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Editorial: Parties must do more to promote women's role in politics

A bill on gender equality in politics, which is aimed at encouraging women to run for public office, has been unanimously passed into law. The legislative branch of the government has thus expressed its enthusiasm about changing the Diet and local assemblies where men are predominant. Whether political parties can take specific measures to that end will be called into question.

The legislation urges political parties to try to field equal numbers of men and women as their candidates in Diet and local assembly elections as much as possible.

The low ratio of female members of the Diet as well as prefectural and municipal assemblies in Japan stands out in the international community. According to the Inter-Parliamentary Union (IPU), Japan was ranked 158th among 193 countries in the world in terms of the ratio of female members of national and local legislatures as of 2017.

Women accounted for a mere 10.1 percent of all winners in the October 2017 House of Representatives election and make up only about 10 percent of members of prefectural assemblies.

Such a warped composition of legislatures adversely affects efforts to promote women's empowerment and to draw up policy measures including support for childrearing. Such a situation in the political world is behind the government's lukewarm response to a senior Finance Ministry official's sexual harassment scandal.

The low ratio of women to members of legislative bodies is a serious weak point for Japanese politics. Consequently, the enactment of the legislation to promote gender equality in politics is of great significance.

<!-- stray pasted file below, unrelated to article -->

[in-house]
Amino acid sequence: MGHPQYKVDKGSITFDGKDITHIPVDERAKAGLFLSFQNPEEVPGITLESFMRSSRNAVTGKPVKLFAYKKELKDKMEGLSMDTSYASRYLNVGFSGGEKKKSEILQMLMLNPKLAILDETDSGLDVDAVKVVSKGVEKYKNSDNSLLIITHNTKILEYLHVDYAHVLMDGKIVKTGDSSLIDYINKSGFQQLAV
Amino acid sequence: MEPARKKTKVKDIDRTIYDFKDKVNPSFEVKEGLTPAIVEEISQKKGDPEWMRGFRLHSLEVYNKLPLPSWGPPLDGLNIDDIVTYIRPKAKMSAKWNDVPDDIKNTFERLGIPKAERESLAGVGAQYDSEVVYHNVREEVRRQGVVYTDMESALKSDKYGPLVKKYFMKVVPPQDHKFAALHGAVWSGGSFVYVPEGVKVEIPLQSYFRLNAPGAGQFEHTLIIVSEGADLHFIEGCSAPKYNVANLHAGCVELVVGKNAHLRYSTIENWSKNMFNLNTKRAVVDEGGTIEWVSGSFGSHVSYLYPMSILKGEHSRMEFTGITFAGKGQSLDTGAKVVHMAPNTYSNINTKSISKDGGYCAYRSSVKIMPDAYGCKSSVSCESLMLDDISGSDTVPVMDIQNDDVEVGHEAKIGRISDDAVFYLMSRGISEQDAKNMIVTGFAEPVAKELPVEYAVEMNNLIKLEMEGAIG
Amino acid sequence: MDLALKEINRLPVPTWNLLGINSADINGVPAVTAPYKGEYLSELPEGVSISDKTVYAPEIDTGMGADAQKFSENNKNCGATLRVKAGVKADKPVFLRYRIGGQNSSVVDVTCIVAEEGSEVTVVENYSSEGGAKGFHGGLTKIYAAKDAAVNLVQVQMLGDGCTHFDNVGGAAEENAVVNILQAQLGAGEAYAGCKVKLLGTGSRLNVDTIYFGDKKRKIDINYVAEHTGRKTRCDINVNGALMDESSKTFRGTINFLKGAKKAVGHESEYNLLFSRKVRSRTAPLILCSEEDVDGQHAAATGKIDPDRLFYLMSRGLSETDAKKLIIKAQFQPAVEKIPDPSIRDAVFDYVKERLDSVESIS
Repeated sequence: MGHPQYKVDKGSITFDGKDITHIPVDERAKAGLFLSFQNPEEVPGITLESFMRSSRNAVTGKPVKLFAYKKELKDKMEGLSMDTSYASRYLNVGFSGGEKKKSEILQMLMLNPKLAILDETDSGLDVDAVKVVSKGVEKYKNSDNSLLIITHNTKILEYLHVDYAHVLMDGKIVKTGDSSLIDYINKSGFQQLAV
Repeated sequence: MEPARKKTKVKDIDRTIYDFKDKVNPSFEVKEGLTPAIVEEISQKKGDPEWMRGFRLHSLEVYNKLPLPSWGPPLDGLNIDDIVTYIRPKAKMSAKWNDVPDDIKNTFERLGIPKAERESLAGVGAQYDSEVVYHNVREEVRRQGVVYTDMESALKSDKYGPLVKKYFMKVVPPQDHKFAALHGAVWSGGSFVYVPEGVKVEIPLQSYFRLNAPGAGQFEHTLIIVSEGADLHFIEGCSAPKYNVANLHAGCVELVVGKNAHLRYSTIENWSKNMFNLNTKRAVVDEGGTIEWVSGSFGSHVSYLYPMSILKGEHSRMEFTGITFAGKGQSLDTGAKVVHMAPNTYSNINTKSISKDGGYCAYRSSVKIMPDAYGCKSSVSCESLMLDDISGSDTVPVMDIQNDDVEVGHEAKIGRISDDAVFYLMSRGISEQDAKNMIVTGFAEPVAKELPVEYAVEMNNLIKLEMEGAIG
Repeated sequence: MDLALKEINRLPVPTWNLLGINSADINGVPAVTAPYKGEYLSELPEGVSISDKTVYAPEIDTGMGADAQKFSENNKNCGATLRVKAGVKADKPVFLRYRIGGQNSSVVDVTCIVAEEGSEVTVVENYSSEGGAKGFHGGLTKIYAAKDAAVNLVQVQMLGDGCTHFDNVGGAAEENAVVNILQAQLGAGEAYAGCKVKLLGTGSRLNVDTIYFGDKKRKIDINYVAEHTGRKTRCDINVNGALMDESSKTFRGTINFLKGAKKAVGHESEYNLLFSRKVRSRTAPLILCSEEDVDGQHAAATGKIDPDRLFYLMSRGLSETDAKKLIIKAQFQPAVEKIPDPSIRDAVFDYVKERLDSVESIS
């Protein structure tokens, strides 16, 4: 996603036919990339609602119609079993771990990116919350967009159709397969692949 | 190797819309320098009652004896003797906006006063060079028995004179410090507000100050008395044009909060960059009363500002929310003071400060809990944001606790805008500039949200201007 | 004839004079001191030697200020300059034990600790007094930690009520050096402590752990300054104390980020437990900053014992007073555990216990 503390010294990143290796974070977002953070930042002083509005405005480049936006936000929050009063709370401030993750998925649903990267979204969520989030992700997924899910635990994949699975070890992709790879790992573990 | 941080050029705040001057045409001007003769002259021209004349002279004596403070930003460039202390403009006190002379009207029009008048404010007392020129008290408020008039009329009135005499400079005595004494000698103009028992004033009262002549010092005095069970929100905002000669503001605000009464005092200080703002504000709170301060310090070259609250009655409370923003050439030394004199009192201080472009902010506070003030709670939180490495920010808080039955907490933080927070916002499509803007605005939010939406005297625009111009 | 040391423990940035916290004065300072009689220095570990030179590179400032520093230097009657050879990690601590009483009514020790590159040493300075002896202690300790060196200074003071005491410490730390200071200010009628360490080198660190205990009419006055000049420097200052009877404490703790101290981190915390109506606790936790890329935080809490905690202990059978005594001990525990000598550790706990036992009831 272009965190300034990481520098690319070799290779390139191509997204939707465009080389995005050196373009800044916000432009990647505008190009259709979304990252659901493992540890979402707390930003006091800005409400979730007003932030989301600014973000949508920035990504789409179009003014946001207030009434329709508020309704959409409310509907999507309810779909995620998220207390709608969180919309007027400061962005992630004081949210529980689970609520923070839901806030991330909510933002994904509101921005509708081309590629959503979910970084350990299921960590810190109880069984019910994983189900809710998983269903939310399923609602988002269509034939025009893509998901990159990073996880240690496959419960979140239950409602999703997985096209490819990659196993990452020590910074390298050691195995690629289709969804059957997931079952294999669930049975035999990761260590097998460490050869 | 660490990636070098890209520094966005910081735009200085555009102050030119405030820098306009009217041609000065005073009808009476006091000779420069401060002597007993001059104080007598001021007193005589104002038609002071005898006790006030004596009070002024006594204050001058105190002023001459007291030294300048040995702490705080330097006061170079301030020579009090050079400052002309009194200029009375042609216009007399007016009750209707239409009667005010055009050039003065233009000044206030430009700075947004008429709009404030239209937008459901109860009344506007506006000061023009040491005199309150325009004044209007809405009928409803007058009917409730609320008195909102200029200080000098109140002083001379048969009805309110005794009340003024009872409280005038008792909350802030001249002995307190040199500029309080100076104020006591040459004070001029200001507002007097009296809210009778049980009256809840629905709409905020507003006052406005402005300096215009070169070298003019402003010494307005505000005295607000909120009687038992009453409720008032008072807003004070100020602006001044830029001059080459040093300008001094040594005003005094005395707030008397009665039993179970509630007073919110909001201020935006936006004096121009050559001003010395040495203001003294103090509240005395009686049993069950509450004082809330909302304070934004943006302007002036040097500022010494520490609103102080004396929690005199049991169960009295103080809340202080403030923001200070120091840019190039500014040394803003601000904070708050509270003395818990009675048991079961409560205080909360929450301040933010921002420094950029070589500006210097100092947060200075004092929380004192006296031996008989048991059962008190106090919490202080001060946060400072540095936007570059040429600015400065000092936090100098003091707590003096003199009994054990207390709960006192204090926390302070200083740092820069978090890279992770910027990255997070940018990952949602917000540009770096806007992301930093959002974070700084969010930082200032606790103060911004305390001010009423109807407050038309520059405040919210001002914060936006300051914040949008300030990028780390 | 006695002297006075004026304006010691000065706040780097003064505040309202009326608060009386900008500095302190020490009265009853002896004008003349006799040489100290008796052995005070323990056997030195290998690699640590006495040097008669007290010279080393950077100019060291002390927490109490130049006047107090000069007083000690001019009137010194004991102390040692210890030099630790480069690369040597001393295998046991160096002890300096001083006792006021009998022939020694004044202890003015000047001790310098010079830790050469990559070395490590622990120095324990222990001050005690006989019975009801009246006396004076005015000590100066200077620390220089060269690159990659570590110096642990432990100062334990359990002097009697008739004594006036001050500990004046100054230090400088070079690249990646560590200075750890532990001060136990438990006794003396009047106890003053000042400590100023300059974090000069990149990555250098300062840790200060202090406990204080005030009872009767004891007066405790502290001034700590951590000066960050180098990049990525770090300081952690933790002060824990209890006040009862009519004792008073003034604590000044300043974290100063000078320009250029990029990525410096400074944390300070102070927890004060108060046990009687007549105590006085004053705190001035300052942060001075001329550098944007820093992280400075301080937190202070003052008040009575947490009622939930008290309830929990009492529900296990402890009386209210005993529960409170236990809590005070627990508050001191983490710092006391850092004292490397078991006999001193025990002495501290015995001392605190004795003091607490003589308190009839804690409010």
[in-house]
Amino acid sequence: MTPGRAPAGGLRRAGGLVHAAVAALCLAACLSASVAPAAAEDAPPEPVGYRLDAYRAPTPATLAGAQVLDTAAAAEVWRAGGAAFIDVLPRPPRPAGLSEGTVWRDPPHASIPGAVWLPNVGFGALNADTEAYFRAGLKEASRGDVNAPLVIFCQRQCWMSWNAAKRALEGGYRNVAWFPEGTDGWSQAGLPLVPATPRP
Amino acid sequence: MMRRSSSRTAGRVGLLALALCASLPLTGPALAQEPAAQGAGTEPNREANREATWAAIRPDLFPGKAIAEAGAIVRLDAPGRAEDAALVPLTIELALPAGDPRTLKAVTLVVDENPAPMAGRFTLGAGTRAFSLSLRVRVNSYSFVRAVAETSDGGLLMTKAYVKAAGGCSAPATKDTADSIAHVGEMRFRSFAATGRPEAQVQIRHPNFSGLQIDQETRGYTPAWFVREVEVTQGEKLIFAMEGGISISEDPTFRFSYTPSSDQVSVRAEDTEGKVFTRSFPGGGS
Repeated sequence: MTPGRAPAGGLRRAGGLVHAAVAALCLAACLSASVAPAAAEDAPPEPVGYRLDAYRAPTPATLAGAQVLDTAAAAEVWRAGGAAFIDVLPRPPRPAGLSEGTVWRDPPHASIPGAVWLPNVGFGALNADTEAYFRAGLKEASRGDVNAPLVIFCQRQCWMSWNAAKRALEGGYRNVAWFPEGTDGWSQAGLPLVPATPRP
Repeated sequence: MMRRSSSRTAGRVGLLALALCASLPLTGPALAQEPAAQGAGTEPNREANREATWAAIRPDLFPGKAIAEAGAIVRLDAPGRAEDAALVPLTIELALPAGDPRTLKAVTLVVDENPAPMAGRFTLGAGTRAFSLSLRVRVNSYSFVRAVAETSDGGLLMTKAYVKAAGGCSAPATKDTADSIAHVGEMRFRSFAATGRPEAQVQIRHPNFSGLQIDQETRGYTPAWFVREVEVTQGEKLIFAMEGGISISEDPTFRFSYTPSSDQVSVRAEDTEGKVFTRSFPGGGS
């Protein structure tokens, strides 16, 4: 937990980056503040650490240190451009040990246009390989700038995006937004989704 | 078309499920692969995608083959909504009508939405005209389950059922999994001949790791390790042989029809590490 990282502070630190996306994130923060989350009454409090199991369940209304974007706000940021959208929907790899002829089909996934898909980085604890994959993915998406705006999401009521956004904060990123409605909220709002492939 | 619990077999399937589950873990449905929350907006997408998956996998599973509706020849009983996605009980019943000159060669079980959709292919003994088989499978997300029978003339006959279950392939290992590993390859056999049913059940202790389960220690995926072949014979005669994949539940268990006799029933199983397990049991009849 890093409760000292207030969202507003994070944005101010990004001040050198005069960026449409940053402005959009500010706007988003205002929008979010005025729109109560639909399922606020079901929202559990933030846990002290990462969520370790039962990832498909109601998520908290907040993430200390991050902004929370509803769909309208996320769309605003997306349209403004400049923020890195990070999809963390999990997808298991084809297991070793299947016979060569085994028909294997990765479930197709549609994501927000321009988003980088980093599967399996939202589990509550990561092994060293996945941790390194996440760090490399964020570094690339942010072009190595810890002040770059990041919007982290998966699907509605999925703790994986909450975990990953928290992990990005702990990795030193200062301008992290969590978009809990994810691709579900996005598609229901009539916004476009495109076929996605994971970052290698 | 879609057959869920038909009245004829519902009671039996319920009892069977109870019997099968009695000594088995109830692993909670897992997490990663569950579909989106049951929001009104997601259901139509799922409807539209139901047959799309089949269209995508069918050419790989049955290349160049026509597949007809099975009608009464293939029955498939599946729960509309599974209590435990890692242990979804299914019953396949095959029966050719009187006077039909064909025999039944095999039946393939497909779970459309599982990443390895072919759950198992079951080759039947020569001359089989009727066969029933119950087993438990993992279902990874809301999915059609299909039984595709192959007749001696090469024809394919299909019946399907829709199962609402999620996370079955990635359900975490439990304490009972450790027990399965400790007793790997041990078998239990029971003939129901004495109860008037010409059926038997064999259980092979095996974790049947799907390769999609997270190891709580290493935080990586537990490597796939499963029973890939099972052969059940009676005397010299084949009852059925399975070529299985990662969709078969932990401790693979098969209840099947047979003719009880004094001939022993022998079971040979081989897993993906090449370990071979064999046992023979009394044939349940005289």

It had been believed that the bill would be enacted during last year's regular Diet session. However, deliberations on the proposed legislation were postponed and the bill was scrapped after Prime Minister Shinzo Abe dissolved the lower house for a snap general election. Some high-ranking members of political parties confess that it is difficult to actually increase the number of their female candidates, raising questions as to whether the national legislature had really changed its awareness of women's empowerment before enacting the law.

Political parties bear serious responsibility to prevent the push for an increase in the number of female members of the Diet and local assemblies from ending up a mere empty slogan. Instead of taking haphazard measures, political parties should regularly look for women they could field in elections and nurture their development.

An environment should be created to encourage women to participate in the Diet and local assemblies. A Cabinet Office survey shows that more than 80 percent of female members of local assemblies pointed out that the maternity leave system and other systems to take time off are insufficient.

In order to increase female members of legislatures, many countries have introduced a quota system under which the ratio of women to all legislators or candidates must be raised to certain levels.

The introduction of a quota system was not incorporated in the newly enacted law. Still, the new legislation requires political parties to set clear targets for increasing the ratio of female lawmakers. It is obviously possible to place priority on female candidates in proportional representation elections.

An increase in the number of female members of the Diet and local assemblies will lead to reform -- not only in Japanese politics but all of society. Each political party should show its seriousness about women's empowerment in the House of Councillors election and nationwide local elections next year.

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